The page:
For the first four woes, God’s punishments are logical and just: the plunderer is plundered, the house the proud one builds for security cries out against the builder, accomplishment disappears, honor turns to disgrace.
For this woe, there is a twist. God does not state an explicit punishment. Instead, the punishment is implicit. What is it?
Look at the terms used to describe the idol in verses 18 and 19:
So what is the proud one’s punishment? If your teacher is speechless, if one in whom you trust has no breath, no spirit, then he also has no power – and thus you have no protection. In the end, relying on an idol is only relying on yourself. You will get no profit, you will lean on a stick that will break. As the Psalmist says,
Those who make them will become like them, Everyone who trusts in them. (Psalm 115:8 NAU)
Will become like them in what sense? Dead, powerless, helpless. This is the punishment.
As in verse 14, in verse 20 God gives us an explicit lesson in living by faith:
But the LORD is in His holy temple. Let all the earth be silent before Him.
Do you see the contrasts between the true God and idols?
With these thoughts in mind, let us draw out two lessons for living by faith:
(1) Living by faith means we receive commands from God; we do not give him commands.
This is a hard lesson, isn’t it? We so much want to be in control. We really do want that genie in the bottle. Like the two-year-old, we really think we know what is best for us and what is best for those we care for – and God doesn’t seem to bring that about!
C.S. Lewis brings this out marvelously in The Lion, the Witch, and the Wardrobe. Four children are magically transported to the land of Narnia, where Aslan – a Christ-figure – rules. In this section, Mr and Mrs Beaver have just told the children that they must meet Aslan. Mr Beaver explains:
“Aslan is a lion—the Lion, the great Lion.”
“Ooh!” said Susan, “I’d thought he was a man. Is he—quite safe? I shall feel rather nervous about meeting a lion.”
“That you will, dearie, and no mistake,” said Mrs. Beaver, “if there’s anyone who can appear before Aslan without their knees knocking, they’re either braver than most or else just silly.”
“Then he isn’t safe?” said Lucy.
“Safe?” said Mr. Beaver. “Don’t you hear what Mrs. Beaver tells you? Who said anything about safe? ‘Course he isn’t safe. But he’s good. He’s the King, I tell you.”
Our God is not safe. Our God is not tame. Our God is not under our control. Our God does things that we cannot comprehend, that we cannot fathom. But our God is good, He works for the benefit of His people – so let us acknowledge that we are less than two-year-olds in our understanding compared to His, let us acknowledge that He knows infinitely more than us – and let us worship Him.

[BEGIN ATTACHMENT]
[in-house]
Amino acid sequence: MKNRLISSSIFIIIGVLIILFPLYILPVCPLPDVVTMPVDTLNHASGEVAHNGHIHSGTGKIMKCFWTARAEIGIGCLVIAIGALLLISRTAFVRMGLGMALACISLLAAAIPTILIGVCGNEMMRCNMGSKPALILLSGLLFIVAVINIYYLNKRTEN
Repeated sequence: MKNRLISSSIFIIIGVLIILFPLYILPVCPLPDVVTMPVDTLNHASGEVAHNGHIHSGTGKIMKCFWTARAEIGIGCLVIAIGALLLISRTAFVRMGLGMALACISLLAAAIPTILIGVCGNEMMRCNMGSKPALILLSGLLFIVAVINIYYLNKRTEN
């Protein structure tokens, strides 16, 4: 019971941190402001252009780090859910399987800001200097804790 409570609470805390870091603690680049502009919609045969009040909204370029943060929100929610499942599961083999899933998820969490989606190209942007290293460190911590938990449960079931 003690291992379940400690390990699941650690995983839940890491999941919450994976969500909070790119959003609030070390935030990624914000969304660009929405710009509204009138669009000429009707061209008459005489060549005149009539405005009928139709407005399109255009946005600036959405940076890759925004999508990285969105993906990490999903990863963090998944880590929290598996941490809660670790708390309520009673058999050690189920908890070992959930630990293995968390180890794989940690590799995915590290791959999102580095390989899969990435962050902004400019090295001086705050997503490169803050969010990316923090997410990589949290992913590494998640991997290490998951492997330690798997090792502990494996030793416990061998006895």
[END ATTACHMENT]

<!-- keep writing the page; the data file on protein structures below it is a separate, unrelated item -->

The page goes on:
(2) Living by faith means relying on the God Who is with us.
Look at verse 20 again: How does it begin?
The Lord is in His holy temple.
Where is that temple today? What does that sentence mean today? Consider 1 Corinthians 3:16:
Don't you know that you yourselves are God's temple and that God's Spirit lives in you?
If this is true – then why rely on any idol? God is not only with His people at the center of their country in a physical building – God Himself is in YOU! If you belong to Him, then you have the gift of God’s Spirit as a down payment of all the blessings God will give you in the future.
Do you remember the definition of an idol?
On whom should you rely for satisfaction, security, accomplishment, and honor? The God who is in you! And if He is in you, if He loves you more than you can imagine, if He has already given you the gift of infinite cost – His own Son’s death – then how will He not also along with Jesus freely give us all things?
Isaiah puts it this way:
Thus says the LORD, your Redeemer, the Holy One of Israel, "I am the LORD your God, who teaches you to profit, Who leads you in the way you should go. 18 "If only you had paid attention to My commandments! Then your well-being would have been like a river, And your righteousness like the waves of the sea.” (48:17,18 NAU)
He is the one who teaches us! He is the one who profits us! Listening to Him leads to well-being that flows and flows and flows like a river, that keeps breaking over us like waves at the beach! His love and His goodness to us never end. When God offers us His very presence within us – is it really too much for Him to ask for us to yield all control to Him?
So, my friends: What do you trust in during the tough times in life? To whom do you turn when
The world today offers you a zillion false gods. The world today offers you ways to discern the future, whether through horoscopes or economic forecasts. But none work. All in the end are the same as relying on yourself.
So will you trust in the God of the universe? Will you turn yourself over to His hands and say, “God, I know I can’t control you! I know I am less than a two-year-old before you. Your understanding, no one can fathom. So, Lord, I trust you, I believe you are indeed working all things together for the good of those who love you, even when that doesn’t look to be the case. God! Make me yours completely!”
Oh, my friends! Trust in God! And keep trusting in God! For trusting in God is a never ending task. We don’t do it once and then say, “OK, now I’ve trusted in God. I can put that behind me.” No. We must turn to him day by day by day by day by day. Every moment we are tempted to rely on ourselves, to rely on false hopes. Every moment we are tempted to doubt God’s goodness, His power, or His faithfulness.
But our God is in His holy temple. Fight the fight of faith so that you might believe that!
“The Lord is in His holy temple – Be silent before Him, all the earth.”
This sermon was preached at Community Bible Church in Williamstown, MA on 6/24/01.